CONCORD, N.H. — It's William Whipple's turn to be recognized.
The New Hampshire merchant is one of the lesser-known signers of the Declaration of Independence. This year, there are plans for Whipple and 11 others to be honored for their place in history with a small bronze plaque at their gravesites or homes, thanks to a group of descendants of the Founding Fathers.
Whipple, one of three men from New Hampshire who signed the famous document — the others were Josiah Bartlett and Matthew Thornton — had no direct descendants. His only child, a boy, died as an infant and is buried near him at the Old North Cemetery in Portsmouth. Whipple, who also commanded troops during the Revolutionary War and served as a state judge and legislator, died in 1785 at age 55.
It's about time he was honored, said Blaine Whipple in Portland, Ore., a distant relative who has researched and published several volumes on 15 generations of the Whipple family in America.
"He was one of the workhorses of the Continental Congress," Whipple said. "He's never been given the credits that he earned." Whipple was chairman of the marine, foreign relations and quartermaster committees and served on another committee that gathered intelligence on the British, he said.
Whipple's gravesite mentions he was a member of the Continental Congress when America declared its freedom from Great Britain, but doesn't spell out his famous moment in time. The 104-year-old Society of the Descendants of the Declaration of Independence wants to change that for Whipple and the other signers, "to honor their memory and their great deed."
"We try to do as many as we can, but it's a long process," said Grace Staller of West Chester, Pa., who heads the project for the nonprofit group. She's a ninth-generation descendant of signer John Hart from New Jersey, whose plaque is at the Old Baptist Meeting House in Hopewell.
The Portsmouth City Council recently approved the request. The city owns the cemetery.
Other plaque recipients — some better known than others — this year are John Adams, Samuel Adams, John Hancock, and Robert Treat Paine, Massachusetts; Charles Carroll, Maryland; Thomas Jefferson and Thomas Nelson, Virginia; Thomas Lynch and Arthur Middleton, South Carolina; James Smith, Pennsylvania; and Richard Stockton, New Jersey.
Some of the 56 signers, like Whipple, have no direct descendants. For others, it's not clear where they're buried. Some cemeteries don't allow the plaques. In addition to the 45 who will end up with plaques, there are 11 signers who won't be getting them; they will be honored at the historic Congressional Cemetery in Washington.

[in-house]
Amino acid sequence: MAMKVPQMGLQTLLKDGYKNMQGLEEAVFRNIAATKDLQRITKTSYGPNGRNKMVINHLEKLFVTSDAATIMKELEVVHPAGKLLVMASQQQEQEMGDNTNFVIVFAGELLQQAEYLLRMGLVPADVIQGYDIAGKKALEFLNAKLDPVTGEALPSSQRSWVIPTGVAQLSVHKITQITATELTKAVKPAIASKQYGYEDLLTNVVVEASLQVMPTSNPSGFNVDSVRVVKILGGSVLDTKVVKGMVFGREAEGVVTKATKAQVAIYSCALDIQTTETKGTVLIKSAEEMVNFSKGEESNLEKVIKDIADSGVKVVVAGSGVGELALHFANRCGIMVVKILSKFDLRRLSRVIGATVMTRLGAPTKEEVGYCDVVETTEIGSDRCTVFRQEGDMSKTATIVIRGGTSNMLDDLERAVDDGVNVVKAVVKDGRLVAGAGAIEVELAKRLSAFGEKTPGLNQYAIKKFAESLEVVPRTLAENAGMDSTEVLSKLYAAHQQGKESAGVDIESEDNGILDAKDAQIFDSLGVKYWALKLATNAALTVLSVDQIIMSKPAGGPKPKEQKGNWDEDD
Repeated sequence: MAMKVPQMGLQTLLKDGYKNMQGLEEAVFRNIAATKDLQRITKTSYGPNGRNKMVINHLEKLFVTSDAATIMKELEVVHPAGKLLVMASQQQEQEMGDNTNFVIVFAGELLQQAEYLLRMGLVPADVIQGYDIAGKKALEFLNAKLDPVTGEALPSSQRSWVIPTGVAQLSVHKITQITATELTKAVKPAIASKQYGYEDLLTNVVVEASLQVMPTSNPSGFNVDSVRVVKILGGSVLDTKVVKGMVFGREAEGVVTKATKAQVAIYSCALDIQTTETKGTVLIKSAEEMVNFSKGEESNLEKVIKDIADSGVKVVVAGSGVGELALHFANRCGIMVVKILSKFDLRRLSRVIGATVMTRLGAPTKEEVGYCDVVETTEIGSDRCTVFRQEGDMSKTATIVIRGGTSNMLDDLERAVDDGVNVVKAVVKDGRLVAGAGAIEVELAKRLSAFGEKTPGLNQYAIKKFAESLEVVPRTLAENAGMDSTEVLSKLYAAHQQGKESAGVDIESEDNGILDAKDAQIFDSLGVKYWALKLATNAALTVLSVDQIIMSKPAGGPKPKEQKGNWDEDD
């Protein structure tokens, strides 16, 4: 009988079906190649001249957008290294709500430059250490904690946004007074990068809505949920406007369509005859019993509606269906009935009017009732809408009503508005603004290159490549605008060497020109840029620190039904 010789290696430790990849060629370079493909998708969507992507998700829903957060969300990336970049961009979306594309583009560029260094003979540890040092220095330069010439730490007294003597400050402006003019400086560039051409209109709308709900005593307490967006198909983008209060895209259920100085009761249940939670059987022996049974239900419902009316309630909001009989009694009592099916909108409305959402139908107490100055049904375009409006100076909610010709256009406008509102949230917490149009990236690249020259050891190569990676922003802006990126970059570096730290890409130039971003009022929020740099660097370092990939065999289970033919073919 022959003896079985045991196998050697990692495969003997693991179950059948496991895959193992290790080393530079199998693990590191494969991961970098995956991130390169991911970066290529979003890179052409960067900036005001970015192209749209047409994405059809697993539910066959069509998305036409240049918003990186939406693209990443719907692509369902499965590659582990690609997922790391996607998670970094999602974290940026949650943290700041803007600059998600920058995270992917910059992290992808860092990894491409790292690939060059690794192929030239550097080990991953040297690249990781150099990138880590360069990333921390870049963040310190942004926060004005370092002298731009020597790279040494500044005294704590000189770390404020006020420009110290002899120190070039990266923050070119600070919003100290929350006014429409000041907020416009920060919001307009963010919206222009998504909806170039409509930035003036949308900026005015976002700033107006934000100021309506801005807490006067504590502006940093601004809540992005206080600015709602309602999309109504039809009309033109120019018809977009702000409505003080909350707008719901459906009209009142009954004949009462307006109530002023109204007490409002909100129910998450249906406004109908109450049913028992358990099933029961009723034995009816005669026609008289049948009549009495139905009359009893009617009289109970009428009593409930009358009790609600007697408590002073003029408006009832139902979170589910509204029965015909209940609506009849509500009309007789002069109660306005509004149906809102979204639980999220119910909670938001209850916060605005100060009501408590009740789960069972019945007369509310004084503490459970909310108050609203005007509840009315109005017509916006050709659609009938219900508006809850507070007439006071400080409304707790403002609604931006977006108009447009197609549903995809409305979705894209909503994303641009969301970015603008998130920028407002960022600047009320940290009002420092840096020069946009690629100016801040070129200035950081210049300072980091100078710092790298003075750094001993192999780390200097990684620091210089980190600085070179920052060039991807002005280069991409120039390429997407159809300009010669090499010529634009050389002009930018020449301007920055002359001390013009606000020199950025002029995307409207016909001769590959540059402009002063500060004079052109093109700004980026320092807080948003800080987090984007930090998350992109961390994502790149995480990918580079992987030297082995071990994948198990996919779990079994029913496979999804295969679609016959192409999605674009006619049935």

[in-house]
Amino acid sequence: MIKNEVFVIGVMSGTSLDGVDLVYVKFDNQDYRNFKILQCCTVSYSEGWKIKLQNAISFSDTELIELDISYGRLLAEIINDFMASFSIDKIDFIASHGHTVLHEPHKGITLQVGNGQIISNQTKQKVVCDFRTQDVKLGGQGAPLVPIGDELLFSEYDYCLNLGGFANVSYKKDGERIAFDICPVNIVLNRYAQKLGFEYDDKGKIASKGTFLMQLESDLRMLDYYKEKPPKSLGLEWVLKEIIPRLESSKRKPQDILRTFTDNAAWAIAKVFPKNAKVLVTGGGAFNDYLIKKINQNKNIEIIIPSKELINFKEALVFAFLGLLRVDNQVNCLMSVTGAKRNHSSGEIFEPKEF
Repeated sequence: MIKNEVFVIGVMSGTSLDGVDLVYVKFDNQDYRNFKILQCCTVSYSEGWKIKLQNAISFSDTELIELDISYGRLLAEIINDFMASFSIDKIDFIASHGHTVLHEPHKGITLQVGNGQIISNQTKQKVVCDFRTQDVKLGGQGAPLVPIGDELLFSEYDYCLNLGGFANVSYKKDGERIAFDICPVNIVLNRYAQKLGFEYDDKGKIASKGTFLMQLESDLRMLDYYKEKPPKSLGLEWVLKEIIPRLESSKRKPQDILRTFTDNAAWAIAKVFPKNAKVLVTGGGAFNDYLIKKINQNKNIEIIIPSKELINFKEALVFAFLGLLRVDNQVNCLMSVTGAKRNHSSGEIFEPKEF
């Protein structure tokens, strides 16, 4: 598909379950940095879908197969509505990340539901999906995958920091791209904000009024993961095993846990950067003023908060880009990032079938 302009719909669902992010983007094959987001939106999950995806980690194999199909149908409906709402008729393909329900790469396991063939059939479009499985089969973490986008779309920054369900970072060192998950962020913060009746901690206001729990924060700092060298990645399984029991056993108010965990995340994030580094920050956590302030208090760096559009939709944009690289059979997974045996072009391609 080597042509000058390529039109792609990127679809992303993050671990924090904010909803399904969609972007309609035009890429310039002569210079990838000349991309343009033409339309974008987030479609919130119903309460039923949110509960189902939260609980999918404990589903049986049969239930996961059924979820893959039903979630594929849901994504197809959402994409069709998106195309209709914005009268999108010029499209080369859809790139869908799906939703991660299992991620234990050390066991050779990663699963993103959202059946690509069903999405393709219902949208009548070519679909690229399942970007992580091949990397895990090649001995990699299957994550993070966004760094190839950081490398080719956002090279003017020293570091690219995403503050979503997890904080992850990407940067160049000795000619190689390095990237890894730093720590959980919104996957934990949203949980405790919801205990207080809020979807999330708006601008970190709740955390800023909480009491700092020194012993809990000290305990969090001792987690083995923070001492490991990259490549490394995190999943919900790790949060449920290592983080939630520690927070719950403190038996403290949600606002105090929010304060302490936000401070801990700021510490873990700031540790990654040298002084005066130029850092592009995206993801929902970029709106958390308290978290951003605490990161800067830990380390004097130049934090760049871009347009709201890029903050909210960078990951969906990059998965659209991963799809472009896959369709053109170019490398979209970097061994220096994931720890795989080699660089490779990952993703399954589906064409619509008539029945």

The bronze plaque quotes from the last sentence of the 1776 document, saying for the support of the declaration, "we mutually pledge to each other our lives, our fortunes and our sacred honor."
"I've always been proud to be related to a signer of the Declaration of Independence. It's almost like a royal family," said Jeffrey Saurman of Portsmouth, a direct descendant of Thornton, whose memorial in Merrimack received one of the plaques last August. He said he was happy to share the moment with his children.
His son Josh, he said, recently completed a report on Thornton, a doctor, state representative and judge, for his sixth-grade class. The youngster took a photo of himself in period clothes next to a portrait of Thornton. "You could see some resemblance," his father said.
Saurman, who works at a family plumbing and heating business, said he was shocked and surprised that the plaques hadn't been made years earlier. "You would think something like that would've already been done."
William Whipple, who was born in Kittery, Maine, was a merchant in Portsmouth, a busy seaport and shipbuilding city. During the Revolutionary War, he was brigadier general of the New Hampshire Militia and was one of the negotiators of the surrender of British Gen. John Burgoyne at the Battle of Saratoga, a major turning point in the war.
Whipple kept a diary from that time, musing about how long it took for preparations to bring back Burgoyne so he could be sent back to Britain.
"He talks about Burgoyne holding them all up, and he wouldn't leave because he had to get his whole entourage together," said Barbara McLean Ward, curator of the Moffatt-Ladd House in Portsmouth, Whipple's home. The weather was fine, but when they finally left Saratoga, "it rained the entire time back ... It's all about sort of being miserable," she said.
Whipple freed his slave, Prince Whipple, who had fought with him in the war and was one of a group of slaves who had petitioned the Legislature for their freedom. Prince Whipple also is buried in the Old North Cemetery.
The Moffatt-Ladd House, a Georgian mansion built in 1763, is a national historic landmark that's open to the public. It has a portrait of Whipple, as well as some personal items, such as a sword. Outside the house is a 235-year-old horse chestnut tree, which he had planted after signing the Declaration of Independence, Ward said. The seeds were brought back from Philadelphia.
Society of the Descendants of the Signers of the Declaration of Independence, http://www.dsdi1776.com